There’s something about Haywood County.
In recent years, the small Western North Carolina community has found itself as the setting of three nationally acclaimed novels.
It started with the release of Charles Frazier’s Cold Mountain in 1997. Audiences ate up the Civil War drama, and it wasn’t long before many flocked to see the real-life setting of the fictional account. Cold Mountain maps and tours sprang up to cater to tourists near the mountain’s location in Bethel. More than 10 years later, they’re still coming.
“I’ve been told that people come to the area specifically to ask where Cold Mountain is,” says Robert Busko, director of the Haywood County Public Library system.
This past year saw the release of two more novels that are putting Haywood County and Western North Carolina on the map — both literally, and in a more literary sense. Serena, by WCU professor Ron Rash, has won rave reviews in the New York Times, New Yorker, and Washington Post. Wayne Caldwell’s Cataloochee is fast gaining in popularity and was written up in Oprah’s magazine.
If the success of Cold Mountain is any indication, these works will very likely raise the national profile of the county and the region.
“It’s beneficial for the county — when you have writers writing about the area, people become curious,” says Margaret Osondu, owners of Osondu’s Books in downtown Waynesville. “It gives you a sense of pride.”
Rash and Caldwell’s successes, coupled with those already enjoyed by Frazier, are additionally cementing the region’s reputation as a literary hotspot.
“I would definitely have to say (it’s becoming better known),” says May Claxton, who teaches a course on Appalachian literature at Western Carolina University. “If you start to list all the authors from Asheville and over, it’s a very impressive list, and there’s still so many writers coming up with new stuff.”
A literary tradition
Though recent works have boosted the region’s profile, Western North Carolina has a literary legacy stretching back nearly a century. For example, Horace Kephart’s Our Southern Highlanders, published in 1913, is still widely regarded as a leading manuscript on life in the Southern Appalachians. And Caroline Miller, who in 1934 became the first woman to win a Pulitzer prize, lived in Waynesville.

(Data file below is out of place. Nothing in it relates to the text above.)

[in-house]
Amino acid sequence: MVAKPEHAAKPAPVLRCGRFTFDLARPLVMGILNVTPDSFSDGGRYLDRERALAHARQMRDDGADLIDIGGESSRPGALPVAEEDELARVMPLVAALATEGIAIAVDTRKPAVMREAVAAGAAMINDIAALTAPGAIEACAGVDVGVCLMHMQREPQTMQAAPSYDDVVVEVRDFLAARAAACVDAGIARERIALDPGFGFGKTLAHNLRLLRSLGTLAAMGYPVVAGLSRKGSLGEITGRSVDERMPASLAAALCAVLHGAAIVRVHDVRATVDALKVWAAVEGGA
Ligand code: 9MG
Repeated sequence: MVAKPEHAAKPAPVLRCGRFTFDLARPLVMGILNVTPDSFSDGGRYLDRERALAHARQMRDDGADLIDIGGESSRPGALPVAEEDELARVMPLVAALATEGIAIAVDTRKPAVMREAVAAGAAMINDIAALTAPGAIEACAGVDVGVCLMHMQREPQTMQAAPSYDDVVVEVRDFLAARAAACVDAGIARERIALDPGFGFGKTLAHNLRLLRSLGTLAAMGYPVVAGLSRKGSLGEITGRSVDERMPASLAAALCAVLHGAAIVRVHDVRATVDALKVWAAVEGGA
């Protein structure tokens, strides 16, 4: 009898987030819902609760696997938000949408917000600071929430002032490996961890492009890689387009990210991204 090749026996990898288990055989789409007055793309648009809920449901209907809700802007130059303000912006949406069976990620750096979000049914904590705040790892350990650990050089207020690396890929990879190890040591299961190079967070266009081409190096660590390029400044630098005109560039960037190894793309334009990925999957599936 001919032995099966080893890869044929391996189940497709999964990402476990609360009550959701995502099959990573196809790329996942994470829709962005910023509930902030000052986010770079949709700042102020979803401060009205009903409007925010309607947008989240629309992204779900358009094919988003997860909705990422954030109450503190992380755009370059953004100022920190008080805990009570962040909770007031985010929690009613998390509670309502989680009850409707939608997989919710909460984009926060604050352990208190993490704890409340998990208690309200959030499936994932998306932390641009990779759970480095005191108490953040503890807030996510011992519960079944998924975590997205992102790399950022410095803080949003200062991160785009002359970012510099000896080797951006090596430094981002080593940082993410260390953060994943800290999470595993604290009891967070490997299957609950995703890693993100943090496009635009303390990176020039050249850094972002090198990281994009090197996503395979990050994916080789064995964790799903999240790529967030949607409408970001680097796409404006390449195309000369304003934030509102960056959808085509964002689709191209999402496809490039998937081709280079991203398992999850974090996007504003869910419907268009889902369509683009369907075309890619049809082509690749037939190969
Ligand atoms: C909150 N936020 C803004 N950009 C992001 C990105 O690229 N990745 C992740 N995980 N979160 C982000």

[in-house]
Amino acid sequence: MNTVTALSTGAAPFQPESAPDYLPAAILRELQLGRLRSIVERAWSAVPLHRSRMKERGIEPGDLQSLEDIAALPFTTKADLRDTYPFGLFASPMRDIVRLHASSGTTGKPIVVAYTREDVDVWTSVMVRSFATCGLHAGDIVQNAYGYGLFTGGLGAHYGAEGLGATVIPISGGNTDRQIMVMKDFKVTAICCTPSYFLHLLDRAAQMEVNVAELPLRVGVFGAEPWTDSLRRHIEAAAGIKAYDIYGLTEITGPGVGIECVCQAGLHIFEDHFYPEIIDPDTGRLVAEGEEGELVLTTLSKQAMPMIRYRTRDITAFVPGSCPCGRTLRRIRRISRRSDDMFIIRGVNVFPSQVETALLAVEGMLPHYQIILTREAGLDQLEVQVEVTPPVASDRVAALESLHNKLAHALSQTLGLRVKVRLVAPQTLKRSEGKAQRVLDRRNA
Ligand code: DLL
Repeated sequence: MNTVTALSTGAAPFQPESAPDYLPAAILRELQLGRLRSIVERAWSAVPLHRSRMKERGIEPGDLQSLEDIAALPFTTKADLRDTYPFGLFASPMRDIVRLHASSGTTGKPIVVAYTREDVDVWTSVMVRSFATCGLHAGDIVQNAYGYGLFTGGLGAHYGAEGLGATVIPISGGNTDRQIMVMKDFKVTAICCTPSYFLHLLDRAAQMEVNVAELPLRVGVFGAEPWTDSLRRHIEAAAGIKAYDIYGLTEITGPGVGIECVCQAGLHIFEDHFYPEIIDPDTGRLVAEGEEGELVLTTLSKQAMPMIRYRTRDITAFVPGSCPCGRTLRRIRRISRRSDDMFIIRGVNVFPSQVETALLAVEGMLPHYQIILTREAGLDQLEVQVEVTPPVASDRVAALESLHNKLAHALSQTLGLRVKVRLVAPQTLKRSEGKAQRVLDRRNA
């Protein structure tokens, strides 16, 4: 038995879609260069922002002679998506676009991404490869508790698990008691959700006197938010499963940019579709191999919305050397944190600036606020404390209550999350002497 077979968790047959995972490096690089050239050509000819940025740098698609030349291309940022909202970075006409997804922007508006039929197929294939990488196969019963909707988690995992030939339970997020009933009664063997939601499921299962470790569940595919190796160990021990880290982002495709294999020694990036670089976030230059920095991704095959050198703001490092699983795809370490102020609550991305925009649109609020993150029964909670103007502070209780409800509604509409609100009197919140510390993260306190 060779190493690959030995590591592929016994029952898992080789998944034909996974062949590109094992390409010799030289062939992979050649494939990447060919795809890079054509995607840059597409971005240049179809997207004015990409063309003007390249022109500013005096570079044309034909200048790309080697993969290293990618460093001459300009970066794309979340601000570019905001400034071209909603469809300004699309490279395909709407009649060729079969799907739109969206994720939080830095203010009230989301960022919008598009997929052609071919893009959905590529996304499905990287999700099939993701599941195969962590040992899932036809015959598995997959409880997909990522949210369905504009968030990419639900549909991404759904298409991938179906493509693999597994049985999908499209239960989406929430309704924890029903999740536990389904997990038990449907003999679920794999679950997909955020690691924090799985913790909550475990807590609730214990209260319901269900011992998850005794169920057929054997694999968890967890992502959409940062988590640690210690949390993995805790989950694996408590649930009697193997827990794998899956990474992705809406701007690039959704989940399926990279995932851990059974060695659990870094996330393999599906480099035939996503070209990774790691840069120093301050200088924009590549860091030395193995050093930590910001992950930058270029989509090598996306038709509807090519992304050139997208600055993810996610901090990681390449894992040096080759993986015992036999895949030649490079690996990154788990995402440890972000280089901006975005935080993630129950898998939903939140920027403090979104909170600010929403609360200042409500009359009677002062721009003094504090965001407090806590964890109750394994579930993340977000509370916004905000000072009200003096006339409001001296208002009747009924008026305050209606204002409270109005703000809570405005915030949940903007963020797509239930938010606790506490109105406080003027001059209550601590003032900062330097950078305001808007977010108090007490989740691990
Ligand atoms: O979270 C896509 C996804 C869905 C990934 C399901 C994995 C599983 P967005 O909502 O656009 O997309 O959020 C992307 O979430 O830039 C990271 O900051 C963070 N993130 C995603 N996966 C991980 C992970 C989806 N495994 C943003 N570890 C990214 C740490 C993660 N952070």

“I do think there’s some really quality writing coming out of the area, though I’m not sure that it’s really recent,” Claxton says. “We can go back to Kephart and others, and there’s sort of a history of really good writers. There’s an interesting question about whether we’re just getting more attention paid to (the region) now.”
Osondu agrees that authors have and do abound in WNC. Exactly what it is about the region that inspires and breeds writers is something she can only speculate on.
“I think it’s because it’s so beautiful and the pace of life is slow, so you have time to be inspired,” she says.
The Appalachian tradition of storytelling could also play a part, theorizes Claxton.
“There’s such a history of storytelling and all that’s been passed down, and people realize how important that is,” she says.
A league of its own
The South is known for breeding authors, but works from WNC could stand out because Appalachian literature has its own unique qualities.
“I think there’s something very special and very interesting and a little different about the works form here,” Claxton says.
Themes in Appalachian works tend to stray from those explored in traditional Southern writing. For example, says Claxton, the conflict tends to be between those who live in the area and “outsiders” coming in to exploit it, rather than between slaves and masters.
Plus, life in the region was often tougher than in other parts of the South, and it shines through in writing.
“If you think about living here as opposed to somewhere with a more congenial climate, people were tougher here, and more prone to look for the bad and good in life,” Claxton says. “Also, I think the work ethic here was really, really strong compared to other parts of the South.”
One particular theme common in both Appalachian and Southern literature — the land and a sense of place — resonates in the works of Frazier, Rash and Caldwell.
“The land is really the central character in all of these books,” says Osondu.
A connection to the land is a theme shared in works by many Southern writers.
“I think that Southern literature comes out of a particular place and is very connected to place in a way that urban-based literature is not as connected to nature,” Claxton says.
The emphasis on place is likely a major drawing point for readers yearning for a simpler time, when people lived off the land.
“I think part of the interest could stem from the rest of the country becoming more urbanized and getting away from that connection,” Claxton says.
That’s much the same reason that people move to the area in the first place.
“All these people that move into this area are looking for more of a connection to place and the culture here,” Claxton says.
That may be why books by Frazier, Rash and Caldwell — all of which explore the culture of the area — are widely read on a local level.
“All of those books circulate really well,” says Busko. “The local people like to read them because it’s their story, and the people that move here want to acclimate and absorb as much as the local culture as they can.”